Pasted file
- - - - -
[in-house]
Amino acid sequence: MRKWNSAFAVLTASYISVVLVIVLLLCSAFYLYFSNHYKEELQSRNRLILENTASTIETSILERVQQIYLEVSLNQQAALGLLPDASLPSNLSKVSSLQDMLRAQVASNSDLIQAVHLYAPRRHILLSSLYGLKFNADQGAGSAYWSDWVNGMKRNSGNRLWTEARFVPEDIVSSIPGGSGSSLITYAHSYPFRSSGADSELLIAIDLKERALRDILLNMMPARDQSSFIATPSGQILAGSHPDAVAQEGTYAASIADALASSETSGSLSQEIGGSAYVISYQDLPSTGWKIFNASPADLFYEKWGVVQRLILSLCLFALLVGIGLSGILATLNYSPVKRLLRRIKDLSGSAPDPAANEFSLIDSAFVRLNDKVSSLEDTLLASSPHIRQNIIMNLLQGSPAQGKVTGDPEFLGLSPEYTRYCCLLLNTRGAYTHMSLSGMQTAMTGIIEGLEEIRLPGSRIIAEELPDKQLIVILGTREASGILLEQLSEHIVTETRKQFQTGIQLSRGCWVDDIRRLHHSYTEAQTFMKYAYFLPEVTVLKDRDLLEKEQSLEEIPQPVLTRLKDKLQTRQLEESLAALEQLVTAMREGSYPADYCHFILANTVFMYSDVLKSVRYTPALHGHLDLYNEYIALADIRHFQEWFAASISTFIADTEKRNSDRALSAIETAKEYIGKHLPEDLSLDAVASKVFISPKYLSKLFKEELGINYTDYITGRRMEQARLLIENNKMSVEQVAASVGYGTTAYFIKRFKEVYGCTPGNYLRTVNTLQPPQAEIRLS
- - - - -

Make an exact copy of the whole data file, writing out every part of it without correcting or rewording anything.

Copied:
[in-house]
Amino acid sequence: MRKWNSAFAVLTASYISVVLVIVLLLCSAFYLYFSNHYKEELQSRNRLILENTASTIETSILERVQQIYLEVSLNQQAALGLLPDASLPSNLSKVSSLQDMLRAQVASNSDLIQAVHLYAPRRHILLSSLYGLKFNADQGAGSAYWSDWVNGMKRNSGNRLWTEARFVPEDIVSSIPGGSGSSLITYAHSYPFRSSGADSELLIAIDLKERALRDILLNMMPARDQSSFIATPSGQILAGSHPDAVAQEGTYAASIADALASSETSGSLSQEIGGSAYVISYQDLPSTGWKIFNASPADLFYEKWGVVQRLILSLCLFALLVGIGLSGILATLNYSPVKRLLRRIKDLSGSAPDPAANEFSLIDSAFVRLNDKVSSLEDTLLASSPHIRQNIIMNLLQGSPAQGKVTGDPEFLGLSPEYTRYCCLLLNTRGAYTHMSLSGMQTAMTGIIEGLEEIRLPGSRIIAEELPDKQLIVILGTREASGILLEQLSEHIVTETRKQFQTGIQLSRGCWVDDIRRLHHSYTEAQTFMKYAYFLPEVTVLKDRDLLEKEQSLEEIPQPVLTRLKDKLQTRQLEESLAALEQLVTAMREGSYPADYCHFILANTVFMYSDVLKSVRYTPALHGHLDLYNEYIALADIRHFQEWFAASISTFIADTEKRNSDRALSAIETAKEYIGKHLPEDLSLDAVASKVFISPKYLSKLFKEELGINYTDYITGRRMEQARLLIENNKMSVEQVAASVGYGTTAYFIKRFKEVYGCTPGNYLRTVNTLQPPQAEIRLS